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What is the “corona jihad”? In the time of a pandemic, how has hate speech made matters worse for the Muslim population in India? How do we curb hate speech online? These are just some of the questions that the report The Contagion of Hate in India aims to answer. Authored by Laxmi Murthy, a journalist based in Bangalore, India, the paper attempts to understand the phenomenon of hate speech and how it can lead to violence against its targets. Setting the context in India, the paper also examines the interconnectivity between hate speech online, Islamophobia and the physical attacks carried out against the Muslim population in the country.

While there is no legal definition of “hate speech” in international law, the United Nations understands hate speech as “any kind of communication in speech, writing or behaviour, that attacks or uses pejorative or discriminatory language with reference to a person or a group on the basis of who they are, including religion, ethnicity, nationality, race, colour, descent, gender or other identity factor.” In light of this, the report outlines the rampant spread of hate speech against Muslims in India on various platforms, including Facebook, Twitter and WhatsApp, which can take the form of different media such as videos, images and messages.

Most of the content is presented with an inaccurate context through misrepresentation or by morphing existing footage and speeches. The creation of fake content to promote hate speech is also common. The report notes that despite this, social media companies have done little to curb the rapid spread of hate speech or misinformation targeting Muslims and other religious minorities. The proliferation of hate speech against Muslims has led to incidents of aggression, arson and violence in different parts of the country.

Aside from physical attacks, hate speech targeted against Muslims has also incorrectly painted them as spreaders of the coronavirus. The report highlights a gathering of 3,500 members of the Tablighi Jamaat, an Islamic movement, in New Delhi in March 2020 and a large number of those attending testing positive for the coronavirus subsequently, which unleashed a barrage of anti-Muslim sentiments, violence, boycotts and accusations of Muslims being deliberate spreaders of the virus, including from members of the governing political party in India. The report finds that even before the Tablighi Jamaat event, however, the Indian media in particular have had a significant role to play in peddling fake news about Muslims and whipping up anti-Muslim sentiment, with no repercussions from professional media regulatory bodies or the government.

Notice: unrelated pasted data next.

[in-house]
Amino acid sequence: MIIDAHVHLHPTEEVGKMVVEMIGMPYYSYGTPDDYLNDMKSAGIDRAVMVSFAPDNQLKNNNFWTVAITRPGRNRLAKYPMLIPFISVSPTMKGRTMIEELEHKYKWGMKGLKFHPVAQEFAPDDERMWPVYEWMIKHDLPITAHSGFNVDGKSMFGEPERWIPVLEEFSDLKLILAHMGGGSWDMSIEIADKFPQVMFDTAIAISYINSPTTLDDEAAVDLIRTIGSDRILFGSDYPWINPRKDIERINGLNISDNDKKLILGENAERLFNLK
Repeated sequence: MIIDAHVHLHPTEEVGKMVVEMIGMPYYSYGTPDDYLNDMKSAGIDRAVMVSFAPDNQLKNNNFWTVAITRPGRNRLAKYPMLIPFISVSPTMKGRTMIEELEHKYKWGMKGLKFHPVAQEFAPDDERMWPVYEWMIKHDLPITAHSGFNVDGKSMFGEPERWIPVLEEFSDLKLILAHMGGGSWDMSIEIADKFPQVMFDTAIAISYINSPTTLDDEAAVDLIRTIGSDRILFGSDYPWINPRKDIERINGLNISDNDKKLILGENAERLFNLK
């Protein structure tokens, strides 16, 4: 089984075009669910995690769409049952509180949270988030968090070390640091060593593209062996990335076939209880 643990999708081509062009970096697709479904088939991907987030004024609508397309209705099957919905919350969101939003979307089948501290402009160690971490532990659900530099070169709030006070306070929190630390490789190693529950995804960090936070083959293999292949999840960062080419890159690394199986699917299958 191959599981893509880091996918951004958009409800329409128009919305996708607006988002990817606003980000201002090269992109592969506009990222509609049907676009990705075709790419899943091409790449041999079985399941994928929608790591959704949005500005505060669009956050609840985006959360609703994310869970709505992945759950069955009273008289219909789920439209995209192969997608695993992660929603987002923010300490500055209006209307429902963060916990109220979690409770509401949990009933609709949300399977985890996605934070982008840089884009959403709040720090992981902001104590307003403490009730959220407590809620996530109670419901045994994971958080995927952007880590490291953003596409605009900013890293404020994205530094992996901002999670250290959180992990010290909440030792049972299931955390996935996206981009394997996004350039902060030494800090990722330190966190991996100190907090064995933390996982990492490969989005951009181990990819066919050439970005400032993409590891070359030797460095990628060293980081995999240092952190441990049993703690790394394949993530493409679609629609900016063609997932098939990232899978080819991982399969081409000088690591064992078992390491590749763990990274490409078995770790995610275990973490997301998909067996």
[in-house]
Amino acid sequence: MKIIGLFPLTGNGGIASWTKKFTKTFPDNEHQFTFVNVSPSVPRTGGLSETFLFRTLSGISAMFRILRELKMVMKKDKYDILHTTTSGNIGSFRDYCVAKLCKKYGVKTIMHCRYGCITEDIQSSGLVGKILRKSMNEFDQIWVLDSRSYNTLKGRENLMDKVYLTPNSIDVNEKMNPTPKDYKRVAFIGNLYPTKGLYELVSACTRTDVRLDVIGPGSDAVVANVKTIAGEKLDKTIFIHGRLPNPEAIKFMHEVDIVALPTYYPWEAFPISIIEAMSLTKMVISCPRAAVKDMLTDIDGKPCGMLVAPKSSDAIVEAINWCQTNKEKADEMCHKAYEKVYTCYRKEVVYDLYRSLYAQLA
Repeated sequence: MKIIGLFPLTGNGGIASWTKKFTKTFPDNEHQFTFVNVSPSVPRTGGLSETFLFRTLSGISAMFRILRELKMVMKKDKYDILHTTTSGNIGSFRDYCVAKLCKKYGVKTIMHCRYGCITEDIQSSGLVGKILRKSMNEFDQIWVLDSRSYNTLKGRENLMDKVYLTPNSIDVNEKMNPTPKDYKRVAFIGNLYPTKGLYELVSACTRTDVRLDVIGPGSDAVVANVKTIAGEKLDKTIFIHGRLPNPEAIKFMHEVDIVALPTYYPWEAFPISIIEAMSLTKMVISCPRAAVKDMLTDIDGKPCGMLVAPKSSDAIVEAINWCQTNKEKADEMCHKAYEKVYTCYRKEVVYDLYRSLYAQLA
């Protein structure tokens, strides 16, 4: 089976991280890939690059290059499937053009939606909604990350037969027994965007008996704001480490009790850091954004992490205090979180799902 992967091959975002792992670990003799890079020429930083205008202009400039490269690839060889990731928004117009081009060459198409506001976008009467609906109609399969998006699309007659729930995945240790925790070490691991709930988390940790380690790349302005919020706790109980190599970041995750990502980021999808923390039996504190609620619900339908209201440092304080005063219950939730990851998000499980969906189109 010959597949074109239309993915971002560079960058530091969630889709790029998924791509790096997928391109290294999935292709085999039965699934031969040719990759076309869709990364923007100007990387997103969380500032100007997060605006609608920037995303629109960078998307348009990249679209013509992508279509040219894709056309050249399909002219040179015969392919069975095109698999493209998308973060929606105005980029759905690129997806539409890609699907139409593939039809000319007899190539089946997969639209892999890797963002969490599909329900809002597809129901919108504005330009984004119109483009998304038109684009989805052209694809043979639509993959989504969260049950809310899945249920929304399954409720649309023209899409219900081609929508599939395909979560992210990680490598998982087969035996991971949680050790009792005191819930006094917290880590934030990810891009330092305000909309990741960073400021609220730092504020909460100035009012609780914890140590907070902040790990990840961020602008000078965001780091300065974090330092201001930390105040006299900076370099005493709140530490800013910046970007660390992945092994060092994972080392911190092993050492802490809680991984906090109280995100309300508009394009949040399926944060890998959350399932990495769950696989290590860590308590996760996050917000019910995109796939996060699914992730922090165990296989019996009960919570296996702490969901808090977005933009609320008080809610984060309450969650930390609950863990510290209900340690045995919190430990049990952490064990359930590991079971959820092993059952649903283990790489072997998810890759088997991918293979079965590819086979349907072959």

As the report notes, the lack of a legal definition for hate speech in Indian law, and the vague language used in criminal law provisions prohibiting the spread of hatred, leaving them open to misuse and overreach, have also been impediments in curbing hate speech in the country. Finally, the report states that the pushback against hate speech should take several forms. On top of a robust legal framework criminalising hate speech, the government can also ban content, use reporting mechanisms and encourage citizens to report and flag hate speech and fake news.

Similarly, the consequences of hate speech, including physical violence, should be dealt with firmly with relevant laws applied consistently. Lastly, hate speech is not a matter of the application of laws only. Courts and public discourse should always examine their definitions of hate speech and offensive speech. Societies should also ask themselves for ways to build a culture of public discourse and to create spaces for diverse and dissenting voices. A society should promote freedom of expression and the right to free speech without stifling or endangering other people’s freedoms and human rights.

This report was produced with the support of a grant given under the APC Challenge project.

Access the full report here